• 91% were opposed to standardized tests for K-2.
  •  65% reported that too much time is devoted to test prep.
In addition to responses to questions, nearly 4000 of the respondents left comments and short anecdotes.  Parents reported that their children displayed physical symptoms caused by test anxiety, including tics, asthma attacks, digestive problems and vomiting.  Parents also wrote anecdotes that reported:
·           Sleep disruption, crying
·           Refusal to go to school
·           Feelings of failure, increasing as the tests progressed
·           Complaints of  boredom and restlessness from students who finished early and were required to sit still for the full 90 minutes of each test.
Teachers echoed many of the same concerns. 
  • 65%  of over 6000 responding teachers said that their students did not have enough time for independent reading, project-based learning and critical thinking.
  • 89% of teachers reported that their students became more anxious in the month prior to testing and during testing itself.
  • 88% said that test prep had impacted the time spent on non-tested subjects such as science and art.
Fewer than 3% believed that their students’ learning had increased because of testing.
Teachers, like parents, reported that students were anxious, stressed, nervous, exhausted, overwhelmed and suffered from headaches and stomach pains. I would be happy to share all survey results with you if you are interested.
Of course we need to assess student learning, so reform, not the abolishment of testing is needed. In my opinion, there are two simple principles that if followed, would go a long way toward bringing sense back to assessment.
First, a test should not be used for a purpose for which it was not designed.  When tests are used to evaluate schools and the people who work in them, students need to be tested for prolonged periods of time every year. When the high stakes nature of tests diminish, time spent on testing and the unintended consequences of testing, (such as adult cheating and teaching to the test),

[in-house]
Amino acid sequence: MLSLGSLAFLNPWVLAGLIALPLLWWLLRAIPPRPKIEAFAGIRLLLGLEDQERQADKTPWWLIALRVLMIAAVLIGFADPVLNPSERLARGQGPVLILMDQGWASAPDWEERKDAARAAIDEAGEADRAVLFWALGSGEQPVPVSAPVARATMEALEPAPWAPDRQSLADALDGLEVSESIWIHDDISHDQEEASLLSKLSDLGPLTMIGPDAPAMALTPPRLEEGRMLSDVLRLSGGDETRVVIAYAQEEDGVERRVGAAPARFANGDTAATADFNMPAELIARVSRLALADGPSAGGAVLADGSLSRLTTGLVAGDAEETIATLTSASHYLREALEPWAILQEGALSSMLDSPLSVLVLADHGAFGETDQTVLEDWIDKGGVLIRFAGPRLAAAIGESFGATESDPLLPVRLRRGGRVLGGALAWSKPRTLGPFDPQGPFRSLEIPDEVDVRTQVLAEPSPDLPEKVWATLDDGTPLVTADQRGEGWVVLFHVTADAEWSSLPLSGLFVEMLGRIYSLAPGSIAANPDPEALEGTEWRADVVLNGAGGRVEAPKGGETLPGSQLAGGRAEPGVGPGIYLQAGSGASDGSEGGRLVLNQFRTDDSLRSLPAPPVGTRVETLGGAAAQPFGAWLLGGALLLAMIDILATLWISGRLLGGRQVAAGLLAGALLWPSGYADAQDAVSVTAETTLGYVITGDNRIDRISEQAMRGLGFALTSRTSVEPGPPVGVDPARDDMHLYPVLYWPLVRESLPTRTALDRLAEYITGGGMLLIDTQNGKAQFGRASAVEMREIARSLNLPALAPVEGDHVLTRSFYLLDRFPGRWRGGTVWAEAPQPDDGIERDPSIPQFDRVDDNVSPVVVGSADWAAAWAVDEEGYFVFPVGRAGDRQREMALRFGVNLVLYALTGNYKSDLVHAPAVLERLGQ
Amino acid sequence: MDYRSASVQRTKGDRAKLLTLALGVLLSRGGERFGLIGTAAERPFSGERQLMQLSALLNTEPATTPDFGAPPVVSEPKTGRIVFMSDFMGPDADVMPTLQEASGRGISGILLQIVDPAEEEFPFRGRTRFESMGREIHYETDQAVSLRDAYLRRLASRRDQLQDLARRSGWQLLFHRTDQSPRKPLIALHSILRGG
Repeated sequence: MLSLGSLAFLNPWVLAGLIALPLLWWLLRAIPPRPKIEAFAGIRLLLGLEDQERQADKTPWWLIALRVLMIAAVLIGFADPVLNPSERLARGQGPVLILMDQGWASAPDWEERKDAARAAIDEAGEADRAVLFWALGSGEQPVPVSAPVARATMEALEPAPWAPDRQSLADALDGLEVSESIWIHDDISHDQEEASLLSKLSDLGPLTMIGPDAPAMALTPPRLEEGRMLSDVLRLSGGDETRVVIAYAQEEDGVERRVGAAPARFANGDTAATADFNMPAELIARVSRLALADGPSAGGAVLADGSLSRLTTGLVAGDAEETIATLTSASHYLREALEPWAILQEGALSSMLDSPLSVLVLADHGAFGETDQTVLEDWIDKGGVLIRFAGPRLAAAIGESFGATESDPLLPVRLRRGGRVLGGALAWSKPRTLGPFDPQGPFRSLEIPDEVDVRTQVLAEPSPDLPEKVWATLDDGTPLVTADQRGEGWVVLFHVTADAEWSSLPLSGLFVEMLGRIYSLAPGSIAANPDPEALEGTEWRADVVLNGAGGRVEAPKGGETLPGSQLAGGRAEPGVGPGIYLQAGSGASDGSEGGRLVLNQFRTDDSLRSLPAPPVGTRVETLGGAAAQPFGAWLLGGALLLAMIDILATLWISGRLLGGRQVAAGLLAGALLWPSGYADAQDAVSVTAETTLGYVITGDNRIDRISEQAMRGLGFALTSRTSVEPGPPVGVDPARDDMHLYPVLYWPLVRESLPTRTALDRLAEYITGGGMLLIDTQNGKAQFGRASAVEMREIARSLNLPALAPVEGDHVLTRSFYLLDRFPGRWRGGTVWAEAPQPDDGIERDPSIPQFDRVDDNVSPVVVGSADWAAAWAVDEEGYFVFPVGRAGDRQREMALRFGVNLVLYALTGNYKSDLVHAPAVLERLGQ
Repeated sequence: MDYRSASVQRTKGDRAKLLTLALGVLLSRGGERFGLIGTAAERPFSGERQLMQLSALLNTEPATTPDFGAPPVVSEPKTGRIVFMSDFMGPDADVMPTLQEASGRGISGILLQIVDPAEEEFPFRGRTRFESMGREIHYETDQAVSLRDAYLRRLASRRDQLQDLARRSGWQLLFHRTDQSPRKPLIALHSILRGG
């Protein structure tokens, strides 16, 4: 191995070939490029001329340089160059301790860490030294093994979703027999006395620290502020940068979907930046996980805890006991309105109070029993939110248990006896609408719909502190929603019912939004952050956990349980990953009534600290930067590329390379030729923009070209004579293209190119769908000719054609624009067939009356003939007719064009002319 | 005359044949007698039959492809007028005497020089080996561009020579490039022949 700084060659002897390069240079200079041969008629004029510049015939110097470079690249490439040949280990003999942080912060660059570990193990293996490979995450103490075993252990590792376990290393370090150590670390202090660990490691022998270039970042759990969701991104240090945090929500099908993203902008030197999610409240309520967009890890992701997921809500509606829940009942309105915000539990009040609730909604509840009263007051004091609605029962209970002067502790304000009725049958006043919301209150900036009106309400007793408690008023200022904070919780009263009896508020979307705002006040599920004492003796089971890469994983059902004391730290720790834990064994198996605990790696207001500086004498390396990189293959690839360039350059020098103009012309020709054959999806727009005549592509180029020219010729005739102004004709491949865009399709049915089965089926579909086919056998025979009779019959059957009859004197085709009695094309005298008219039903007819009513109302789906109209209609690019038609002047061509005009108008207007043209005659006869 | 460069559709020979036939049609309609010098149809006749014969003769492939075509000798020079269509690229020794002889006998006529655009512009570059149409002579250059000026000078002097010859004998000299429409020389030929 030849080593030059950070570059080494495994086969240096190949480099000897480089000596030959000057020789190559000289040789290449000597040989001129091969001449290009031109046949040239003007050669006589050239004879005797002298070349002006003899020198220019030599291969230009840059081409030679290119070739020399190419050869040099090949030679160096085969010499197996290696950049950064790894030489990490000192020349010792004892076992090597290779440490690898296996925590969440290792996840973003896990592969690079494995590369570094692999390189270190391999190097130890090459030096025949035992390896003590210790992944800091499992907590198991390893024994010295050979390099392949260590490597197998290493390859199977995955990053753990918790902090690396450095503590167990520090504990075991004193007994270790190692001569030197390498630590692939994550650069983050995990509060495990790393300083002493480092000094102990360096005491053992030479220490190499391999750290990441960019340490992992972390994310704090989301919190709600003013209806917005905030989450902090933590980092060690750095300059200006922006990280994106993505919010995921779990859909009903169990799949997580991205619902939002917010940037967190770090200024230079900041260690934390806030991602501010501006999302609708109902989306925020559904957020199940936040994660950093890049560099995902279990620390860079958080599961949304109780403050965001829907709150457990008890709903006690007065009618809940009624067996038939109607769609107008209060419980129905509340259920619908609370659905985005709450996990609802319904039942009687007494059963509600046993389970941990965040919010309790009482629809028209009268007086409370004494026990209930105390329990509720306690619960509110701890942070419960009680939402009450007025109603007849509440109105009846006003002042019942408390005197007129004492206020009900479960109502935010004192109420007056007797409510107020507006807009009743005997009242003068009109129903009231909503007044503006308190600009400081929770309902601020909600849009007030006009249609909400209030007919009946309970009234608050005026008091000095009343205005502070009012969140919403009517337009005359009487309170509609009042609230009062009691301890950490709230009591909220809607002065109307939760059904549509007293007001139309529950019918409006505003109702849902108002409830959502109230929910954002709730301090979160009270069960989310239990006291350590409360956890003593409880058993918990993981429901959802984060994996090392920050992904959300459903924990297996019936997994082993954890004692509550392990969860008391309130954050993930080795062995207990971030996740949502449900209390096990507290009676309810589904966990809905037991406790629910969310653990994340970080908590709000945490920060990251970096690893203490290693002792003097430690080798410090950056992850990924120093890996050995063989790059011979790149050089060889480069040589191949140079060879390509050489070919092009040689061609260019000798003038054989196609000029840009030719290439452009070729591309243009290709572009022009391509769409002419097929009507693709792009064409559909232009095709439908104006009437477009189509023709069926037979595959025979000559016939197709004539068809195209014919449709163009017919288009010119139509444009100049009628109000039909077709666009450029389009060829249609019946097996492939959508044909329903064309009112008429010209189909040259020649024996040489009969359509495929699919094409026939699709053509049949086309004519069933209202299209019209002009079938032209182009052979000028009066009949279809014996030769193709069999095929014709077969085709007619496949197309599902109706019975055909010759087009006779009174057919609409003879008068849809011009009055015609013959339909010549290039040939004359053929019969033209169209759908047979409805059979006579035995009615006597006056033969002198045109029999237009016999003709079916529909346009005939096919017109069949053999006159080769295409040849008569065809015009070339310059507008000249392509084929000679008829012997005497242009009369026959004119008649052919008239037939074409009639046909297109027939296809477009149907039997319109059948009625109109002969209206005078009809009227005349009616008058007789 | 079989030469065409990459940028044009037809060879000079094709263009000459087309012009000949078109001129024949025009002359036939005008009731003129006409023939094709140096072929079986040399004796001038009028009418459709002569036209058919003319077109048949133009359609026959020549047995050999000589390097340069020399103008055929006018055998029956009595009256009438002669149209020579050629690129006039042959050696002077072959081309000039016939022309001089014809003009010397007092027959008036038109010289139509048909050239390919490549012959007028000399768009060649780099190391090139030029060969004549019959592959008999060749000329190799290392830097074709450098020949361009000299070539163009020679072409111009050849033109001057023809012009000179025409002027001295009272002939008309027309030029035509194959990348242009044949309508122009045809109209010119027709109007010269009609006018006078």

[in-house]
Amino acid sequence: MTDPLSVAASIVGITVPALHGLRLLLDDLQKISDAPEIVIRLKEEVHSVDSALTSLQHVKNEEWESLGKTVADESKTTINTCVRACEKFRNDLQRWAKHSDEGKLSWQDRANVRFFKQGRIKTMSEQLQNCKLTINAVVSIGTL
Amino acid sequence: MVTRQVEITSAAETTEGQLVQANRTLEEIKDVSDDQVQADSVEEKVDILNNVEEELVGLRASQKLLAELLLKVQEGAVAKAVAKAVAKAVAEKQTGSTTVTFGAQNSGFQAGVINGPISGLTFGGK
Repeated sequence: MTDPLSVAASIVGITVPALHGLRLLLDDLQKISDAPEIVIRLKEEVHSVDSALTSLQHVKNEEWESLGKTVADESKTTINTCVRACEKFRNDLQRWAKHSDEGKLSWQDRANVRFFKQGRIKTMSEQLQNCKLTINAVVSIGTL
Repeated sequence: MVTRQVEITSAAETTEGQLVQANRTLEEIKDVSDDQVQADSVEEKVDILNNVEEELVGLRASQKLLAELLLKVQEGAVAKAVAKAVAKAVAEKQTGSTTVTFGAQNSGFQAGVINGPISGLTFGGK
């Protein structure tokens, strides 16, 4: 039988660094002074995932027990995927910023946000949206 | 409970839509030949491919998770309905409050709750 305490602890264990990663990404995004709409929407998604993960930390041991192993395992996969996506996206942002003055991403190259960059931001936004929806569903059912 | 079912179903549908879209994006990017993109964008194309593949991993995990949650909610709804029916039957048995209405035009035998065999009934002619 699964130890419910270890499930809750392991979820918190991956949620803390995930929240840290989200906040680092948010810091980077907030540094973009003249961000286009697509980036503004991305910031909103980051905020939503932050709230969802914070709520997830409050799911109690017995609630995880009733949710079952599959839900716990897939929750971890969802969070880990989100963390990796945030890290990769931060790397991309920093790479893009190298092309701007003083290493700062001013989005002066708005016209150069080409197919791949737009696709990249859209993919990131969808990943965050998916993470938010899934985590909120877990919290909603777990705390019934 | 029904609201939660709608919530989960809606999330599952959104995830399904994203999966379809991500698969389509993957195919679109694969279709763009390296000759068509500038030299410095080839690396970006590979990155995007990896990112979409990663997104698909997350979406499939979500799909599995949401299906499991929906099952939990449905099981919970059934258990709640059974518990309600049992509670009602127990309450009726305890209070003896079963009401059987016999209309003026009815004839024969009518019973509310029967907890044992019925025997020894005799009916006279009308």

diminish as well. Standardized tests should be one of a multiplicity of measures that let students, their teachers, and their parents know what they have learned and where they still need to grow. When a teacher and a principal look at whole class results, those results can also be used to inform instruction and modify curriculum.
Second, excellent assessments depend on trusting teachers. In my opinion, the very best assessments are the assessments of the International Baccalaureate (IB) program. The IB treats teachers as professionals. There are  IB assessments that are internally scored as well as externally scored. They fall naturally within the instructional program. They are not scantron based and develop and measure students’ critical thinking skills and writing skills. Students and teachers understand the tests and the rubrics for scoring.  They are designed to help students grow, and learning and assessment are intertwined.  The IB understands that assessment has a backwash effect on instruction, therefore the quality of the assessment matters a great deal. I assure you, there are no ‘talking pineapples’ on IB exams. Feedback from teachers is seriously considered.  They are a model of student-centered assessment.
Thank you again for holding a public hearing on the evolution of student assessments. As I am sure you are aware, more than half the school boards of Texas, where all of this started, have now signed a resolution opposing high-stakes testing. Such resolutions are being passed by school boards across the nation.
I also thank you for patiently reading this long letter. As an experienced school leader who used to believe that measurement and data should drive school improvement, I fully understand the appeal of test-score driven policies.  I would ask, however, that you consider this question. On any given week, would you prefer that your eight-year old child or grandchild take standardized tests for 90 minutes or more, or be engaged in active learning?  What we want for our own children is what we should want for every child in New York State.
Sincerely, Carol Burris Ed. D., South Side High School, Rockville Centre

1 comment:

Anonymous said...

I teach IB and do value the rigor and the freedom that means. Getting students to adapt to this different type of approach to learning and evaluation gets progressively harder to do as each year the students have been exposed to earlier and earlier grades of scantron/ learn and dump type testing. IB is very time intensive on the part of the teacher- reading written responses instead of scantrons means many more hours to evaluate tests and give quality feedback. But, these tests are scrutinized, feedback given about them afterward and there is the ability to actual see these expensive to produce exams after they are given. Pearson could take a page from the IB about how to develop assessments that teachers can actually their heads up while conducting them instead of being yoked into a testing regime that no self respecting educator can call educationally valuable.